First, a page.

Bonabeau is careful to emphasize that evolutionary algorithms are nothing new. Computer scientists have been experimenting with them since the 1980s, and Icosystem has been selling industrial design tools based on them for several years. One tool, for example, helps pharmaceutical researchers breed biological molecules that are likely to interact favorably with receptors in the body.
What’s new is the use of evolutionary algorithms in programs that laypeople might use to invent things. A simple demonstration on Icosystems’ website, for instance, asks a user to select a few initial designs for Mondrianesque wallpaper or bathroom tiles; the designs’ evolution can then be directed toward the pattern the user likes best. The first standalone commercial service based on the Hunch Engine will debut this fall, when Icosystems launches an online company-naming service. Bonabeau says that for $15 or so, the naming engine will let a user recombine random phonemes and filter the resulting names until something pleasing, inoffensive, and non-trademarked emerges.
I’d been intrigued by the mailman story, but here I balked. The idea that a beautiful name might emerge from a mindless program offended me. Surely, I told Bonabeau, the quality of the solutions the Hunch Engine can generate must be limited by the quality of the real-world rules programmers are able to write into their software. These rules, I argued, must often be too numerous or subtle to capture. What kind of world would it be, I asked, if we let chance and mindless algorithms substitute for human creativity?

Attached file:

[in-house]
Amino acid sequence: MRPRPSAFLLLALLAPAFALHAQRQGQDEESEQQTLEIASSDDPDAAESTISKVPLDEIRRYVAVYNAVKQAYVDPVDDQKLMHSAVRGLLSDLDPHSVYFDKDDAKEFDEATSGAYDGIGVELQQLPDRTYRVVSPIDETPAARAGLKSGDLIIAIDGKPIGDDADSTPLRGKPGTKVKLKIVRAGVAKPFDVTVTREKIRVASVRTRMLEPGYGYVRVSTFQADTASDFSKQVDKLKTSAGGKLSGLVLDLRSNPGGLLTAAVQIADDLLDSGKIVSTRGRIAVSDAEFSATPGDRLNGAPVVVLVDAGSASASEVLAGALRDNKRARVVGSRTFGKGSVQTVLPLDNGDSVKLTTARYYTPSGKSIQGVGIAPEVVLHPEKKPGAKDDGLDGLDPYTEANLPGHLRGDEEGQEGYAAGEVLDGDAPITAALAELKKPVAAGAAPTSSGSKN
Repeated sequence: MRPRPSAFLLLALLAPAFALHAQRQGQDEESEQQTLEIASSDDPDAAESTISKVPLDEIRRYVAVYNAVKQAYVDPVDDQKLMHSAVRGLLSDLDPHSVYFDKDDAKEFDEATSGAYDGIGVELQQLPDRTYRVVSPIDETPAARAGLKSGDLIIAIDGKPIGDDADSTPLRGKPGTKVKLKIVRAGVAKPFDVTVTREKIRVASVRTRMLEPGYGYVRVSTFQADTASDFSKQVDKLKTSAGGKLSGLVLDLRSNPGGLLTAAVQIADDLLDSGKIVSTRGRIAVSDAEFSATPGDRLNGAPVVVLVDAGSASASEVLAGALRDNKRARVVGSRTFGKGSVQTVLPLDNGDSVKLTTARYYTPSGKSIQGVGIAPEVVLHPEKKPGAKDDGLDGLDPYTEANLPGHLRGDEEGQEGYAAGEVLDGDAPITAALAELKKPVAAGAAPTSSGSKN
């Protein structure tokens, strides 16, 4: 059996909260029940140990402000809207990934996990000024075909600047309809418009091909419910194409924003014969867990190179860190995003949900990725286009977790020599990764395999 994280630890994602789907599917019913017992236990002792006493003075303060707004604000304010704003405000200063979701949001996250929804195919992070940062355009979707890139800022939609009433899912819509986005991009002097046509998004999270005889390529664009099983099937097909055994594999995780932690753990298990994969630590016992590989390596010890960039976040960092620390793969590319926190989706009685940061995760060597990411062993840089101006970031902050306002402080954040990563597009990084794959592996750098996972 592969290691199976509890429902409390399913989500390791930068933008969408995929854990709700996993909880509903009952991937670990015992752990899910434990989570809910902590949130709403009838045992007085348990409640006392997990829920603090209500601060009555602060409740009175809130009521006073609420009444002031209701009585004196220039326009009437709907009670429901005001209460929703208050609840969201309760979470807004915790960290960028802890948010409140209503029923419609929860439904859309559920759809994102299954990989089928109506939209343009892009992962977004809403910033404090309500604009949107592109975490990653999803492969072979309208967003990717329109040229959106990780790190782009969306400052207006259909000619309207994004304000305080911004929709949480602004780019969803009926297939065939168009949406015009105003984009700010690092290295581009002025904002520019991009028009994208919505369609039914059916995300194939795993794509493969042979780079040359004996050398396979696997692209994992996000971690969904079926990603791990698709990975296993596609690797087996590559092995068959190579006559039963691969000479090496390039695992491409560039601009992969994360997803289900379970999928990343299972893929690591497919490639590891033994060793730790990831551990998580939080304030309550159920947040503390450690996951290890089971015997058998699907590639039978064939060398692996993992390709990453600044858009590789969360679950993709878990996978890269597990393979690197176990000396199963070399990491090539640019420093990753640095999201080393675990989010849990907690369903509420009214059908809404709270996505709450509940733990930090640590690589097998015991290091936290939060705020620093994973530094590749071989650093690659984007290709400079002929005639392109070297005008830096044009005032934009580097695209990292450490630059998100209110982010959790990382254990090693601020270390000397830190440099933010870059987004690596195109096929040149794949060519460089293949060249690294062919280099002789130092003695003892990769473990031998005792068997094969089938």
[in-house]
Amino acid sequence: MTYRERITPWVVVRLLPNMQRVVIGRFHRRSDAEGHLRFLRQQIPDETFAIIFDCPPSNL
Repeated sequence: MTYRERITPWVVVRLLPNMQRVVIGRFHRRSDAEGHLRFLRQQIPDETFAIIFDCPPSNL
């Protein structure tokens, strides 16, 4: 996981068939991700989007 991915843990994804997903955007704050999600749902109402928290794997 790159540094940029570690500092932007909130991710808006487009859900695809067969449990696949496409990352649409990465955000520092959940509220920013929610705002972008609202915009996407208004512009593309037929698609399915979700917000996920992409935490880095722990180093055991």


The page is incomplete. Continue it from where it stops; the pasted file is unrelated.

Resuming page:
It was, of course, my outer high S speaking: I want to know where we’re going and how we’re getting there. But as usual, I was cutting myself off from exciting possibilities.
There’s no need to capture all the rules, Bonabeau replied. “Your question is really about the design space,” he said. “How can you make sure it’s rich enough that you’ll have a chance of finding something interesting? Well, there are cases where the design space is well defined. A good example is cooking, where, with five ingredients and five ways of combining them, I can already create more dishes than you can count. In those cases the Hunch Engine helps you navigate the design space. You can never be sure you’re exploring the space in an exhaustive manner. But you’re navigating it in a way that is a lot smarter than a random walk and a lot more empowering than being forced into a solution.”
Left on my own, Bonabeau might as well have been telling me, I tend to putter in one corner of my life’s design space. I am afraid to trade the route I know for the new one that’s probably better. But the Hunch Engine may give us inner low Ss a taste of the wider possibilities–and a reminder that in the end, life will find its own way.
Wade Roush is a senior writer at Technology Review.
The Hunch Engine